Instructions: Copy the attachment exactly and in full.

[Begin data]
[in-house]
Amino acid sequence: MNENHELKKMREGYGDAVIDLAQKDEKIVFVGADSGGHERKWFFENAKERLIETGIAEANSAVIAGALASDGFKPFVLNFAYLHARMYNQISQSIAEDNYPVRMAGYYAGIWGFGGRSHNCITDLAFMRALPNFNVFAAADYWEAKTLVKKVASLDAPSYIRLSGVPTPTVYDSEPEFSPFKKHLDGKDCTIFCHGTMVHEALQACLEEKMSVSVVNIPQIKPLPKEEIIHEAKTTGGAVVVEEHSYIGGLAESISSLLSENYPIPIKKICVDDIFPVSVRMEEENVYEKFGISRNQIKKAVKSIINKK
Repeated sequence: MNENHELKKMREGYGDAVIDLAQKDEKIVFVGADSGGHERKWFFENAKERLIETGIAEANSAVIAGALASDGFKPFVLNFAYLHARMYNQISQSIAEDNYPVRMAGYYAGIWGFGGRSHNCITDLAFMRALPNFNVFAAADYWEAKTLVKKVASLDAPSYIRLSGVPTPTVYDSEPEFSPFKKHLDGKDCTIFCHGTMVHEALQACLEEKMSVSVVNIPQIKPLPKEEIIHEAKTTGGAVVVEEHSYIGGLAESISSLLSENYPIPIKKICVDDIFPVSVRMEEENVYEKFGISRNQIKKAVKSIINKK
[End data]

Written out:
[in-house]
Amino acid sequence: MNENHELKKMREGYGDAVIDLAQKDEKIVFVGADSGGHERKWFFENAKERLIETGIAEANSAVIAGALASDGFKPFVLNFAYLHARMYNQISQSIAEDNYPVRMAGYYAGIWGFGGRSHNCITDLAFMRALPNFNVFAAADYWEAKTLVKKVASLDAPSYIRLSGVPTPTVYDSEPEFSPFKKHLDGKDCTIFCHGTMVHEALQACLEEKMSVSVVNIPQIKPLPKEEIIHEAKTTGGAVVVEEHSYIGGLAESISSLLSENYPIPIKKICVDDIFPVSVRMEEENVYEKFGISRNQIKKAVKSIINKK
Repeated sequence: MNENHELKKMREGYGDAVIDLAQKDEKIVFVGADSGGHERKWFFENAKERLIETGIAEANSAVIAGALASDGFKPFVLNFAYLHARMYNQISQSIAEDNYPVRMAGYYAGIWGFGGRSHNCITDLAFMRALPNFNVFAAADYWEAKTLVKKVASLDAPSYIRLSGVPTPTVYDSEPEFSPFKKHLDGKDCTIFCHGTMVHEALQACLEEKMSVSVVNIPQIKPLPKEEIIHEAKTTGGAVVVEEHSYIGGLAESISSLLSENYPIPIKKICVDDIFPVSVRMEEENVYEKFGISRNQIKKAVKSIINKK